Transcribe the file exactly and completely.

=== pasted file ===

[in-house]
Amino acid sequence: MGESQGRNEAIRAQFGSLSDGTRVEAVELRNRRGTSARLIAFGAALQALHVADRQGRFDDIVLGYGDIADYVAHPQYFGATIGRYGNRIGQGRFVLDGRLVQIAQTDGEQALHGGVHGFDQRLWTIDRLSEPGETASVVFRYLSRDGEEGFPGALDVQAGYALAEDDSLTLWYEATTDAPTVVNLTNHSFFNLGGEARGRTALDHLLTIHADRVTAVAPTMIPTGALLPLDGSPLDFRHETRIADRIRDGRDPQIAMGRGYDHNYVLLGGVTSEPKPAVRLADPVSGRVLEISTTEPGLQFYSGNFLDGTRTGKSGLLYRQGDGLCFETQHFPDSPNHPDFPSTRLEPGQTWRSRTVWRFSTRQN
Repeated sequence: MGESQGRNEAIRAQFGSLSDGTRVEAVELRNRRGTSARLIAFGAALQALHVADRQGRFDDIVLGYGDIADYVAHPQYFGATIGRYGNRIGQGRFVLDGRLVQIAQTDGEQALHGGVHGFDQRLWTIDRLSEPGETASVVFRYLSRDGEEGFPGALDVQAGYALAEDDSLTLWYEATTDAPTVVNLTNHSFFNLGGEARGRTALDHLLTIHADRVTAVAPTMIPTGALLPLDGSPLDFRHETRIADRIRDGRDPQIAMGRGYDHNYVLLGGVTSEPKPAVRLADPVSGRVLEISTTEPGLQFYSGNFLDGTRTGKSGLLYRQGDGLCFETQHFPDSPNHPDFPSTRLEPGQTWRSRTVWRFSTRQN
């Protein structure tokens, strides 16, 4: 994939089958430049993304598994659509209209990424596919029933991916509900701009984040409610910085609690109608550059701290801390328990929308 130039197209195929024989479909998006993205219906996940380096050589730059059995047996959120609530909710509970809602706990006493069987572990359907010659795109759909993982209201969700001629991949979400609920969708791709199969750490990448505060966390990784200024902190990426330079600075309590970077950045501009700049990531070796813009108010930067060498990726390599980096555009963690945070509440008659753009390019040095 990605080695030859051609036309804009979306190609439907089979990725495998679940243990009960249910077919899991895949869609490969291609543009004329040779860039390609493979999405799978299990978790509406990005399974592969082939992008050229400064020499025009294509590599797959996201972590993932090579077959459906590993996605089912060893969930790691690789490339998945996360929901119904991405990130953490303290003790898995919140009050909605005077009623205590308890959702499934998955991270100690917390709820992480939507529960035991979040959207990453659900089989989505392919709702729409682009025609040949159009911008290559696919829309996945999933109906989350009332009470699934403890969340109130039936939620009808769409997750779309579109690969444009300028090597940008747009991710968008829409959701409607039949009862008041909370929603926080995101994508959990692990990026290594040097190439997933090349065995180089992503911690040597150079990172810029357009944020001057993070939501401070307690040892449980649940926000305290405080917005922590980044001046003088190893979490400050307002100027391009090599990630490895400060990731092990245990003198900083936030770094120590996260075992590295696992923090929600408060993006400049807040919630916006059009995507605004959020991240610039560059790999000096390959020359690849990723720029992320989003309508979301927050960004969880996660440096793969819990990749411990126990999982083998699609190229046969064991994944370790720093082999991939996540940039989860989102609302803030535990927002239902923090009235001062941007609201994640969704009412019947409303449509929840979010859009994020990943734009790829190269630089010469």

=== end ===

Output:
[in-house]
Amino acid sequence: MGESQGRNEAIRAQFGSLSDGTRVEAVELRNRRGTSARLIAFGAALQALHVADRQGRFDDIVLGYGDIADYVAHPQYFGATIGRYGNRIGQGRFVLDGRLVQIAQTDGEQALHGGVHGFDQRLWTIDRLSEPGETASVVFRYLSRDGEEGFPGALDVQAGYALAEDDSLTLWYEATTDAPTVVNLTNHSFFNLGGEARGRTALDHLLTIHADRVTAVAPTMIPTGALLPLDGSPLDFRHETRIADRIRDGRDPQIAMGRGYDHNYVLLGGVTSEPKPAVRLADPVSGRVLEISTTEPGLQFYSGNFLDGTRTGKSGLLYRQGDGLCFETQHFPDSPNHPDFPSTRLEPGQTWRSRTVWRFSTRQN
Repeated sequence: MGESQGRNEAIRAQFGSLSDGTRVEAVELRNRRGTSARLIAFGAALQALHVADRQGRFDDIVLGYGDIADYVAHPQYFGATIGRYGNRIGQGRFVLDGRLVQIAQTDGEQALHGGVHGFDQRLWTIDRLSEPGETASVVFRYLSRDGEEGFPGALDVQAGYALAEDDSLTLWYEATTDAPTVVNLTNHSFFNLGGEARGRTALDHLLTIHADRVTAVAPTMIPTGALLPLDGSPLDFRHETRIADRIRDGRDPQIAMGRGYDHNYVLLGGVTSEPKPAVRLADPVSGRVLEISTTEPGLQFYSGNFLDGTRTGKSGLLYRQGDGLCFETQHFPDSPNHPDFPSTRLEPGQTWRSRTVWRFSTRQN
């Protein structure tokens, strides 16, 4: 994939089958430049993304598994659509209209990424596919029933991916509900701009984040409610910085609690109608550059701290801390328990929308 130039197209195929024989479909998006993205219906996940380096050589730059059995047996959120609530909710509970809602706990006493069987572990359907010659795109759909993982209201969700001629991949979400609920969708791709199969750490990448505060966390990784200024902190990426330079600075309590970077950045501009700049990531070796813009108010930067060498990726390599980096555009963690945070509440008659753009390019040095 990605080695030859051609036309804009979306190609439907089979990725495998679940243990009960249910077919899991895949869609490969291609543009004329040779860039390609493979999405799978299990978790509406990005399974592969082939992008050229400064020499025009294509590599797959996201972590993932090579077959459906590993996605089912060893969930790691690789490339998945996360929901119904991405990130953490303290003790898995919140009050909605005077009623205590308890959702499934998955991270100690917390709820992480939507529960035991979040959207990453659900089989989505392919709702729409682009025609040949159009911008290559696919829309996945999933109906989350009332009470699934403890969340109130039936939620009808769409997750779309579109690969444009300028090597940008747009991710968008829409959701409607039949009862008041909370929603926080995101994508959990692990990026290594040097190439997933090349065995180089992503911690040597150079990172810029357009944020001057993070939501401070307690040892449980649940926000305290405080917005922590980044001046003088190893979490400050307002100027391009090599990630490895400060990731092990245990003198900083936030770094120590996260075992590295696992923090929600408060993006400049807040919630916006059009995507605004959020991240610039560059790999000096390959020359690849990723720029992320989003309508979301927050960004969880996660440096793969819990990749411990126990999982083998699609190229046969064991994944370790720093082999991939996540940039989860989102609302803030535990927002239902923090009235001062941007609201994640969704009412019947409303449509929840979010859009994020990943734009790829190269630089010469």